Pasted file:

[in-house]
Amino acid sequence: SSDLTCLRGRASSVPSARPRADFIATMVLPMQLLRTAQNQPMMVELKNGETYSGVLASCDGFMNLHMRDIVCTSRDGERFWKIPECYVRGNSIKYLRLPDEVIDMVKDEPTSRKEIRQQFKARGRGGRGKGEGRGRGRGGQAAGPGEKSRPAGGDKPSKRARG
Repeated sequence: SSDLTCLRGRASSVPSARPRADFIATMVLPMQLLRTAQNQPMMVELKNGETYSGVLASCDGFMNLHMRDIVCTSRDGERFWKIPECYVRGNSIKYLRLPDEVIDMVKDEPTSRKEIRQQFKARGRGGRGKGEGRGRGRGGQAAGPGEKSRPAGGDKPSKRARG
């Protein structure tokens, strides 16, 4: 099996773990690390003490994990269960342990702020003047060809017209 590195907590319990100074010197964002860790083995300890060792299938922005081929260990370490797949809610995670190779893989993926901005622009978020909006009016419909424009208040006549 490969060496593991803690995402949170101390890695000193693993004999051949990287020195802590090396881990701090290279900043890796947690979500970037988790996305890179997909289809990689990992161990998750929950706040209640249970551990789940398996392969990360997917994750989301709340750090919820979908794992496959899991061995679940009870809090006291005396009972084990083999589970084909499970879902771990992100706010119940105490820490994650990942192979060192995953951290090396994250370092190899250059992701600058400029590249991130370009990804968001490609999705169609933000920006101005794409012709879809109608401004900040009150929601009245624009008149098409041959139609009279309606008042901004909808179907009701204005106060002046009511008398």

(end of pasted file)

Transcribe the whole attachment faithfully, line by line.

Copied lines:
[in-house]
Amino acid sequence: SSDLTCLRGRASSVPSARPRADFIATMVLPMQLLRTAQNQPMMVELKNGETYSGVLASCDGFMNLHMRDIVCTSRDGERFWKIPECYVRGNSIKYLRLPDEVIDMVKDEPTSRKEIRQQFKARGRGGRGKGEGRGRGRGGQAAGPGEKSRPAGGDKPSKRARG
Repeated sequence: SSDLTCLRGRASSVPSARPRADFIATMVLPMQLLRTAQNQPMMVELKNGETYSGVLASCDGFMNLHMRDIVCTSRDGERFWKIPECYVRGNSIKYLRLPDEVIDMVKDEPTSRKEIRQQFKARGRGGRGKGEGRGRGRGGQAAGPGEKSRPAGGDKPSKRARG
């Protein structure tokens, strides 16, 4: 099996773990690390003490994990269960342990702020003047060809017209 590195907590319990100074010197964002860790083995300890060792299938922005081929260990370490797949809610995670190779893989993926901005622009978020909006009016419909424009208040006549 490969060496593991803690995402949170101390890695000193693993004999051949990287020195802590090396881990701090290279900043890796947690979500970037988790996305890179997909289809990689990992161990998750929950706040209640249970551990789940398996392969990360997917994750989301709340750090919820979908794992496959899991061995679940009870809090006291005396009972084990083999589970084909499970879902771990992100706010119940105490820490994650990942192979060192995953951290090396994250370092190899250059992701600058400029590249991130370009990804968001490609999705169609933000920006101005794409012709879809109608401004900040009150929601009245624009008149098409041959139609009279309606008042901004909808179907009701204005106060002046009511008398």